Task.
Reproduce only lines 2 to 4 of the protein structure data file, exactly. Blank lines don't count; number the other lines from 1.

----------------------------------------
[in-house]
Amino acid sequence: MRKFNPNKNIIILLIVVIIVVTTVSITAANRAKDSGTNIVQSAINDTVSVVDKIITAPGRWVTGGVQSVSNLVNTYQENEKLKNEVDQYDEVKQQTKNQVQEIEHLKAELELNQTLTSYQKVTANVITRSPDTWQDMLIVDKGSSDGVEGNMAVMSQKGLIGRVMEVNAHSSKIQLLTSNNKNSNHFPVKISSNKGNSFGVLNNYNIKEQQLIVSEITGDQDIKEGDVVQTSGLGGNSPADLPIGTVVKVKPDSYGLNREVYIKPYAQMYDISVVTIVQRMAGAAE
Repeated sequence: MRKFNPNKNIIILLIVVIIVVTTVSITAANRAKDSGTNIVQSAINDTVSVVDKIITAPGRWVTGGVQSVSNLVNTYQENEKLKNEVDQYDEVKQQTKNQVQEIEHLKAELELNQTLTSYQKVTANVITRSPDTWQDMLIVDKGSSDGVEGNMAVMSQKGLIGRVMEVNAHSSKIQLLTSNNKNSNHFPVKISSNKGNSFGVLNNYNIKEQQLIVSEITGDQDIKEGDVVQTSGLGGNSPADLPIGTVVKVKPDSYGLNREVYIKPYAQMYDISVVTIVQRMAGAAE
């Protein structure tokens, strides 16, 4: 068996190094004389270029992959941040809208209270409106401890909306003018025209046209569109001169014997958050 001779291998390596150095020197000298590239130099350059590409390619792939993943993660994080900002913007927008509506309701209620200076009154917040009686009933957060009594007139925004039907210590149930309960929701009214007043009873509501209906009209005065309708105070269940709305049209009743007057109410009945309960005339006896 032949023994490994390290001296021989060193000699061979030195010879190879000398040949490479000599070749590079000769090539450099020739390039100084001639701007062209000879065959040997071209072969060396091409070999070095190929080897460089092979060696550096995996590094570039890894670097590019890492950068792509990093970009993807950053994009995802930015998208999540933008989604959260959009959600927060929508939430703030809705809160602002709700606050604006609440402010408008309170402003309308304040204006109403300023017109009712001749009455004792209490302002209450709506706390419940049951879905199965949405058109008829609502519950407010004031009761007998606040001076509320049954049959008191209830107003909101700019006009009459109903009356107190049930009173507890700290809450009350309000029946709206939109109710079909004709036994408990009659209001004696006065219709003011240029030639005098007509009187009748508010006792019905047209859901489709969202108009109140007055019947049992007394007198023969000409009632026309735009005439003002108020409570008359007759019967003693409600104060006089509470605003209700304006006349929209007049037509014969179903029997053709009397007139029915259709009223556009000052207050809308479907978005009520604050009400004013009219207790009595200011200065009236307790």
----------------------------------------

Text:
Amino acid sequence: MRKFNPNKNIIILLIVVIIVVTTVSITAANRAKDSGTNIVQSAINDTVSVVDKIITAPGRWVTGGVQSVSNLVNTYQENEKLKNEVDQYDEVKQQTKNQVQEIEHLKAELELNQTLTSYQKVTANVITRSPDTWQDMLIVDKGSSDGVEGNMAVMSQKGLIGRVMEVNAHSSKIQLLTSNNKNSNHFPVKISSNKGNSFGVLNNYNIKEQQLIVSEITGDQDIKEGDVVQTSGLGGNSPADLPIGTVVKVKPDSYGLNREVYIKPYAQMYDISVVTIVQRMAGAAE
Repeated sequence: MRKFNPNKNIIILLIVVIIVVTTVSITAANRAKDSGTNIVQSAINDTVSVVDKIITAPGRWVTGGVQSVSNLVNTYQENEKLKNEVDQYDEVKQQTKNQVQEIEHLKAELELNQTLTSYQKVTANVITRSPDTWQDMLIVDKGSSDGVEGNMAVMSQKGLIGRVMEVNAHSSKIQLLTSNNKNSNHFPVKISSNKGNSFGVLNNYNIKEQQLIVSEITGDQDIKEGDVVQTSGLGGNSPADLPIGTVVKVKPDSYGLNREVYIKPYAQMYDISVVTIVQRMAGAAE
């Protein structure tokens, strides 16, 4: 068996190094004389270029992959941040809208209270409106401890909306003018025209046209569109001169014997958050 001779291998390596150095020197000298590239130099350059590409390619792939993943993660994080900002913007927008509506309701209620200076009154917040009686009933957060009594007139925004039907210590149930309960929701009214007043009873509501209906009209005065309708105070269940709305049209009743007057109410009945309960005339006896 032949023994490994390290001296021989060193000699061979030195010879190879000398040949490479000599070749590079000769090539450099020739390039100084001639701007062209000879065959040997071209072969060396091409070999070095190929080897460089092979060696550096995996590094570039890894670097590019890492950068792509990093970009993807950053994009995802930015998208999540933008989604959260959009959600927060929508939430703030809705809160602002709700606050604006609440402010408008309170402003309308304040204006109403300023017109009712001749009455004792209490302002209450709506706390419940049951879905199965949405058109008829609502519950407010004031009761007998606040001076509320049954049959008191209830107003909101700019006009009459109903009356107190049930009173507890700290809450009350309000029946709206939109109710079909004709036994408990009659209001004696006065219709003011240029030639005098007509009187009748508010006792019905047209859901489709969202108009109140007055019947049992007394007198023969000409009632026309735009005439003002108020409570008359007759019967003693409600104060006089509470605003209700304006006349929209007049037509014969179903029997053709009397007139029915259709009223556009000052207050809308479907978005009520604050009400004013009219207790009595200011200065009236307790």